Dealers are very concerned about the possibility of being hit with class action lawsuits. There are very good reasons for that concern. A class action suit can pose a huge financial and reputational risk for the dealership, and the defense of the suit can divert valuable management time and effort that could otherwise be used building the business and selling cars. And there’s always the possibility that a court will award damages, in sometimes staggering amounts, against a dealer.

So, when we see a legal development that seems to significantly strengthen the hand of a dealership facing a class claim, we try to spread the word. Such a recent decision arose recently in the housing finance area, but we think you will agree that the court’s decision will be useful in the auto financing arena as well. The case alleged pricing discrimination in the cost of housing credit.

Here’s what happened.

John Rodriguez and several other plaintiffs filed a class action suit against National City Bank and National City Corporation. The plaintiffs alleged that the defendants demonstrated an established pattern and practice of racial discrimination in the financing of residential home purchases.

Specifically, the plaintiffs claimed that the defendants’ discretionary pricing policy resulted in a widespread discriminatory “disparate impact” on minority applicants for home loans. The parties eventually arrived at a proposed settlement on behalf of the class. The plaintiffs moved for final approval of the settlement and certification of the settlement class.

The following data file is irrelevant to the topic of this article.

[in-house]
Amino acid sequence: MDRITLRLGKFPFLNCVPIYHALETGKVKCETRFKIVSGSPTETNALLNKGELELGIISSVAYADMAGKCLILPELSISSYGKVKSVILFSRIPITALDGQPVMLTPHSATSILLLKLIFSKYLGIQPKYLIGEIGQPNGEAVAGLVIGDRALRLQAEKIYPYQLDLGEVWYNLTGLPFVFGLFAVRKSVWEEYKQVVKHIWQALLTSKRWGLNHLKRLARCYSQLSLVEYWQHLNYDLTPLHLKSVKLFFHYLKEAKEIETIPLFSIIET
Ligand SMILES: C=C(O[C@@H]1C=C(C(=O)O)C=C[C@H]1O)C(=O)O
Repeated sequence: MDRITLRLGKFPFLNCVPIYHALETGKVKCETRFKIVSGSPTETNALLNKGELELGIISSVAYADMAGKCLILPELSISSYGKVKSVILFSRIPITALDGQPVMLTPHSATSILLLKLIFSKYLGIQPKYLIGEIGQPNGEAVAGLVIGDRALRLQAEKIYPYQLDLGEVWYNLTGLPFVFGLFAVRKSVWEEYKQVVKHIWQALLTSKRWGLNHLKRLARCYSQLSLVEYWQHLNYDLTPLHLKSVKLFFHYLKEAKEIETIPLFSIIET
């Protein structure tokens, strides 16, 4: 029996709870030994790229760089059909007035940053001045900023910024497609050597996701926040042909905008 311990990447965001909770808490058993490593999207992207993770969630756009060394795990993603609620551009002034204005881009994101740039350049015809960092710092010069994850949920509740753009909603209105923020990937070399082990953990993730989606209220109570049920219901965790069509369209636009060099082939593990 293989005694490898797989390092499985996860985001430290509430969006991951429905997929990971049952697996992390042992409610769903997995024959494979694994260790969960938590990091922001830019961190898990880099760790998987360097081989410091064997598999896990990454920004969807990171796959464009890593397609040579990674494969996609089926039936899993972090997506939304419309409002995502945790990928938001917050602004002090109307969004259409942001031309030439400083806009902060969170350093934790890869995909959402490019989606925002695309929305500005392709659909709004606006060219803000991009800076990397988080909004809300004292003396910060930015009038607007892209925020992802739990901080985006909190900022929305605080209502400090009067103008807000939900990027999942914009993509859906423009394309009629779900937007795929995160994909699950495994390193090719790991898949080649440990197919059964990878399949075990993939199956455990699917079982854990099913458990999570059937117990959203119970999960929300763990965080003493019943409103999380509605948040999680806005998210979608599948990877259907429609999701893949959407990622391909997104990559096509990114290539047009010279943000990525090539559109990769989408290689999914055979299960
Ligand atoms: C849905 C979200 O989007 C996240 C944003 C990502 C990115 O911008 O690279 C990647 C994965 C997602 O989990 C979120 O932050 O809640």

The U.S. District Court for the Eastern District of Pennsylvania denied the motion, finding that the proposed class did not satisfy the “commonality” requirement for certification. A plaintiff seeking class status is required to meet several tests to show the court that “certifying” a class is warranted. One of those tests is to show that the class members have common claims. The lawyers call that the “commonality” test.

In its ruling, the court relied on the Supreme Court’s holding dealing with commonality in a 2011 employment lawsuit involving Wal-Mart Stores, Inc. The court found that the alleged discrimination involved the use of discretion by many loan officers. As such, the plaintiffs would likely have to analyze the disparate impact for each loan officer or, at a minimum, each group of loan officers working for a specific supervisor.

It doesn’t take someone born in a car dealership and raised by F&I professionals to see the way that this housing finance decision translates to auto financing. In typical dealer-financed auto transactions, the pricing of financing for car buyers involves the use of discretion by F&I personnel (the equivalent, for these purposes, of the loan officers referenced by the court). Typically, the F&I folks have the discretion to mark up the finance company’s buy rate in setting the customer’s contract rate of finance charge.

Dealers can argue, as this housing creditor argued, that the court would have to examine the disparate impact for each loan officer, or at a minimum, for each group of them working for a specific supervisor. That sort of separate examination destroys the “commonality” required for class actions to be certified. No commonality, no class.

File this one away. It just might come in handy.

Vol. 9, Issue 2

About the author
Tom Hudson

Tom Hudson


Thomas B. Hudson Esq. was a founding partner of Hudson Cook LLP and is now of counsel in the firm’s Maryland office. He is the CEO of LLC and a frequent speaker and writer on a variety of consumer credit topics.

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